Mental disorders sparked by vitamin D deficiency

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Mental Disorder News(NaturalHealth365) There are many mental disorders that are related to a sunlight or vitamin D deficiency. For example, one piece of research showed that elderly people who had the lowest levels of vitamin D had about 12 times the risk of depression as those who had the highest levels.

And, in this same research the cognitive abilities of those with low levels were profoundly reduced, indicative that vitamin D deficiency plays a large role in the mental disorders of depression and possibly lowered IQ.

Other research has shown a correlation between low vitamin D and Alzheimer’s in the United States and Europe, and in a recent study on vitamin D intakes, it was demonstrated that those who had the highest fifth of vitamin D intakes also had a 77 percent reduction in the risk of Alzheimer’s.

Autism has been increasing exponentially as the population has moved indoors and away from the vitamin D-producing sunlight. Vitamin D deficiency in pregnant mothers, due to lack of sunlight, in my opinion is the factor that is causing the frightening increase. Vitamin D is necessary for proper development of the fetal brain.

Here are other reasons to believe that autism is a vitamin D-sunlight deficiency disease. A Spanish study showed a positive linear relationship between circulating concentrations of maternal 25(OH)D3 in pregnancy and mental and psychomotor scores in the offspring. In other words, a direct, predictive influence of lower vitamin D levels in pregnant women with lowered mental capacity in their children.

Both autism and vitamin D deficiency are associated with abnormally high inflammation, low consumption of vitamin D in pregnant women predicts an increased risk of their children’s low verbal IQ’s, poor social performance and motor skills. There is a close correlation between latitude and autism among countries; the higher the latitude, the higher the rate of autism. (Vitamin D production is lower at higher latitudes)

These are only a few of the reasons to believe that autism is due to a deficiency of sunlight or vitamin D. Let’s consider some other brain disorders like, people born in winter months have a greater risk of developing brain tumors both as children and as adults. Prenatal vitamin D deficiency in animals profoundly alters brain development. Rats born to vitamin D-deficient mothers have permanently damaged brains into adulthood and exhibit hyperlocomotion (excessive movement from place to place) at the age of ten weeks.

Could this relate to hyperactivity in children? Such rats also show impairment in learning and memory skills.

So there you have it. Many mental disorders are probably due to brains that do not have sufficient vitamin D. So let’s stop that trend by safely enjoying the sunlight and optimizing vitamin D levels. Have a sunny day!

About the author: Dr. Sorenson and his wife, Vicki, founded and directed one of the world’s most popular health resorts. During 15 years, their clients lost 110 tons of fat, two thirds of diabetic guests were free of medication in two weeks, and others recovered from high cholesterol, arthritis, migraines, hypertension, arthritis and allergies. The author of several health books, including Vitamin D3 and Solar Power – the Sorensons now direct the world-class destination health resort, National Institute of Health and Fitness (NIHF), in Midway, Utah. For more information – visit: NIHF.com or call 888-798-6443.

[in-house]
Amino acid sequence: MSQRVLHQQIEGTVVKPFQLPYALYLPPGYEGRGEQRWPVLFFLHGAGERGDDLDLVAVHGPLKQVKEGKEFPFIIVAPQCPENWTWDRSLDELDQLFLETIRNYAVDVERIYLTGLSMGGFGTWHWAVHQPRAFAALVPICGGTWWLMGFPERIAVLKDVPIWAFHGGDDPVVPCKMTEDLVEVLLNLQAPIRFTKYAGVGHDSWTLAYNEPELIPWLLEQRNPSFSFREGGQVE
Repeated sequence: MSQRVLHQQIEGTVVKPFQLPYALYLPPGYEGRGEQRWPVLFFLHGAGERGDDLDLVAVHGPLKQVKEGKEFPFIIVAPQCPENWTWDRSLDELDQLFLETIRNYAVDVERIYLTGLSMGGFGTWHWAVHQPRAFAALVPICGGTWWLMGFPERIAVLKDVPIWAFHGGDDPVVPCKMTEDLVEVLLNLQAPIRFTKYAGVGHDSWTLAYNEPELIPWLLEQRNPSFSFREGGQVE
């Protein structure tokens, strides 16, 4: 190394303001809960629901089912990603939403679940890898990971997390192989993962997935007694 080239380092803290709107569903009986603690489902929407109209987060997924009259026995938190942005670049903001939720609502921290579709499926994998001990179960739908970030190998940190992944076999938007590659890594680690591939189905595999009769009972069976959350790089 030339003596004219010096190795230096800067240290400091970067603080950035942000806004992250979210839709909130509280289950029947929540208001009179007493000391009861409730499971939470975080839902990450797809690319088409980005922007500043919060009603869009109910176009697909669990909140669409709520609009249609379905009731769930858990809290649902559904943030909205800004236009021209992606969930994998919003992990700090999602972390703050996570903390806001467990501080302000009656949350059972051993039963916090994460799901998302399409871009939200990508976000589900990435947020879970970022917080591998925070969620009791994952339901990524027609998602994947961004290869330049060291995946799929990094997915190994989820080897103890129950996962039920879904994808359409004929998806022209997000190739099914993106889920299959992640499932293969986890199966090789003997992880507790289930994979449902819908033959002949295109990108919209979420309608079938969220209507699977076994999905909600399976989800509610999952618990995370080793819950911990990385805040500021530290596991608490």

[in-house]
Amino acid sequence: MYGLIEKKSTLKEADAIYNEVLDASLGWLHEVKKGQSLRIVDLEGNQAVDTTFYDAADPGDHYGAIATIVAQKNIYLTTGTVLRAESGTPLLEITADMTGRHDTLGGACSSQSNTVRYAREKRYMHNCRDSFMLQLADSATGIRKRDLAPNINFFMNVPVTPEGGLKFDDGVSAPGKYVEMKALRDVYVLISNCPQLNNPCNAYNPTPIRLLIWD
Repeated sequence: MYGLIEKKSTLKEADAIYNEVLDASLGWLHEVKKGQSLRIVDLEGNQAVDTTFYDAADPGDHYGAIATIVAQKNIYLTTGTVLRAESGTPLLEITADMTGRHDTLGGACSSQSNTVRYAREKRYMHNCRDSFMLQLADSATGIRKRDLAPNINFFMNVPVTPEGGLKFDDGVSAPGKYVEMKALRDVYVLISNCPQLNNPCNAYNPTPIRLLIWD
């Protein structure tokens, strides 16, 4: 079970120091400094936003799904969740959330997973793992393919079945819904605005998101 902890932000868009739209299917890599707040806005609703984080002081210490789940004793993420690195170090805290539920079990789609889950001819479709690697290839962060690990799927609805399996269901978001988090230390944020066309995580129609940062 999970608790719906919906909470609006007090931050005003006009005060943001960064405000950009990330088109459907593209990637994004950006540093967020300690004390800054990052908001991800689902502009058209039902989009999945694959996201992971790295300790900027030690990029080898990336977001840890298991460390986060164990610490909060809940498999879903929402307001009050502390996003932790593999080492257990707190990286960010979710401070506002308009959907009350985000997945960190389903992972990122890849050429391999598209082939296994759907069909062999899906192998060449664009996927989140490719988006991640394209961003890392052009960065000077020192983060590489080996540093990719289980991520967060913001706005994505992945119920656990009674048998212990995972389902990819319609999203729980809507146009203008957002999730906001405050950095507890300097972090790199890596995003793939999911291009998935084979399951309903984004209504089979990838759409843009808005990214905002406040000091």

References:
1. Wilkins C. et al. Vitamin D Deficiency Is Associated With Low Mood and Worse Cognitive Performance in Older Adults. Am J Geriatr Psychiatry;2006;14:1032–1040).
2. Soni M et al. Vitamin D and cognitive function. Scand J Clin Lab Invest Suppl. 2012;243:79-82.
3. Annweiler C et al. Higher Vitamin D Dietary Intake Is Associated With Lower Risk of Alzheimer’s Disease: A 7-Year Follow-up. J Gerontol A Biol Sci Med Sci. 2012 Apr 13. [Epub ahead of print]4. Morales, M et al. Circulating 25-Hydroxyvitamin D3 in Pregnancy and Infant Neuropsychological Development. Pediatrics Sept. 17, 2012, published online.
5. Cannell, J. Autism and vitamin D. Med Hypotheses. 2008;70(4):750
6. Heuch, J. et al. Risk of primary childhood brain tumors related to birth characteristics: a Norwegian prospective study. Int J Cancer 1998 Aug 12;77(4):498-503.
7. McNally, R. et al. An infectious aetiology for childhood brain tumors? Evidence from space-time clustering and seasonality analyses. Br J Cancer 2002;86:1070-77
8. Brenner, A. et al. Season of birth and risk of brain tumors in adults. Neurology 2004;63:276-81.
9. Eyles, D. et al. Vitamin D3 and brain development. Neuroscience 2003;118:641-53.
10. Feron, F. et al. Developmental vitamin D3 deficiency alters the adult rat brain. Brain Res Bull. 2005 Mar 15;65(2):141-8.
11. Burne, T. et al. Transient prenatal Vitamin D deficiency is associated with hyperlocomotion in adult rats. Behav Brain Res. 2004;154:549-55.
12. Becker, A. et al. Transient prenatal vitamin D deficiency is associated with subtle alterations in learning and memory functions in adult rats. Behav Brain Res 2005;161:306-12.

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  • DELLA ROTH

    My great grand nephew and great grandson, both became autistic several months after they were born. That makes me think it happened around the time of their baby shots that have mercury in them.